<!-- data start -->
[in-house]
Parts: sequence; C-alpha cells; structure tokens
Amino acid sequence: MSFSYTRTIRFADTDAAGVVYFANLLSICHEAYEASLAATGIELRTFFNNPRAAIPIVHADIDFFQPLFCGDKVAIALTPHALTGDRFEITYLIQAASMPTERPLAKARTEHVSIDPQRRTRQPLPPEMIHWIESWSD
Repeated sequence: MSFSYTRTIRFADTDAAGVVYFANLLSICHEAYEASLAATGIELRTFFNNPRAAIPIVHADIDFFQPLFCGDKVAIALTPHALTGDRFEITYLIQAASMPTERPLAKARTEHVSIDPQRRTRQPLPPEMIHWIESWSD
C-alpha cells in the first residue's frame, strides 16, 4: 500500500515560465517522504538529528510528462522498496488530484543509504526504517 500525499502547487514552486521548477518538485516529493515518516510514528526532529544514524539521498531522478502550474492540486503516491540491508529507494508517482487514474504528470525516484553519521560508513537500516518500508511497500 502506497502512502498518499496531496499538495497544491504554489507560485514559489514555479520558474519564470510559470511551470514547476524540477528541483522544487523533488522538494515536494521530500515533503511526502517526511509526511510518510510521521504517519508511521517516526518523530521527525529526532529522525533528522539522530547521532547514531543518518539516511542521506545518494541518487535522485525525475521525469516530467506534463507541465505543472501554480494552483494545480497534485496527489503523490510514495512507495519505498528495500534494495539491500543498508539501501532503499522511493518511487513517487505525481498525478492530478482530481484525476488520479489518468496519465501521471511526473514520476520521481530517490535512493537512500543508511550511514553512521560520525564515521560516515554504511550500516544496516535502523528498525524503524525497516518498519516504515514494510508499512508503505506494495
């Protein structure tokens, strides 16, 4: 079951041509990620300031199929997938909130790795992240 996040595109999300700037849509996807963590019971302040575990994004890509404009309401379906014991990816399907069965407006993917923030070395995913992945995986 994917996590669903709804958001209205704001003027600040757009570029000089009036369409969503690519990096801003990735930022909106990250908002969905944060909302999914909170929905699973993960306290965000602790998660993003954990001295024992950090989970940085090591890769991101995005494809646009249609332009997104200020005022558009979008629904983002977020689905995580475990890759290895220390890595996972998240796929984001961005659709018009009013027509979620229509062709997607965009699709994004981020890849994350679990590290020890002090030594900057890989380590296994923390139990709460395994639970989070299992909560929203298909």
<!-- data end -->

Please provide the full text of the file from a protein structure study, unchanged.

[in-house]
Parts: sequence; C-alpha cells; structure tokens
Amino acid sequence: MSFSYTRTIRFADTDAAGVVYFANLLSICHEAYEASLAATGIELRTFFNNPRAAIPIVHADIDFFQPLFCGDKVAIALTPHALTGDRFEITYLIQAASMPTERPLAKARTEHVSIDPQRRTRQPLPPEMIHWIESWSD
Repeated sequence: MSFSYTRTIRFADTDAAGVVYFANLLSICHEAYEASLAATGIELRTFFNNPRAAIPIVHADIDFFQPLFCGDKVAIALTPHALTGDRFEITYLIQAASMPTERPLAKARTEHVSIDPQRRTRQPLPPEMIHWIESWSD
C-alpha cells in the first residue's frame, strides 16, 4: 500500500515560465517522504538529528510528462522498496488530484543509504526504517 500525499502547487514552486521548477518538485516529493515518516510514528526532529544514524539521498531522478502550474492540486503516491540491508529507494508517482487514474504528470525516484553519521560508513537500516518500508511497500 502506497502512502498518499496531496499538495497544491504554489507560485514559489514555479520558474519564470510559470511551470514547476524540477528541483522544487523533488522538494515536494521530500515533503511526502517526511509526511510518510510521521504517519508511521517516526518523530521527525529526532529522525533528522539522530547521532547514531543518518539516511542521506545518494541518487535522485525525475521525469516530467506534463507541465505543472501554480494552483494545480497534485496527489503523490510514495512507495519505498528495500534494495539491500543498508539501501532503499522511493518511487513517487505525481498525478492530478482530481484525476488520479489518468496519465501521471511526473514520476520521481530517490535512493537512500543508511550511514553512521560520525564515521560516515554504511550500516544496516535502523528498525524503524525497516518498519516504515514494510508499512508503505506494495
């Protein structure tokens, strides 16, 4: 079951041509990620300031199929997938909130790795992240 996040595109999300700037849509996807963590019971302040575990994004890509404009309401379906014991990816399907069965407006993917923030070395995913992945995986 994917996590669903709804958001209205704001003027600040757009570029000089009036369409969503690519990096801003990735930022909106990250908002969905944060909302999914909170929905699973993960306290965000602790998660993003954990001295024992950090989970940085090591890769991101995005494809646009249609332009997104200020005022558009979008629904983002977020689905995580475990890759290895220390890595996972998240796929984001961005659709018009009013027509979620229509062709997607965009699709994004981020890849994350679990590290020890002090030594900057890989380590296994923390139990709460395994639970989070299992909560929203298909």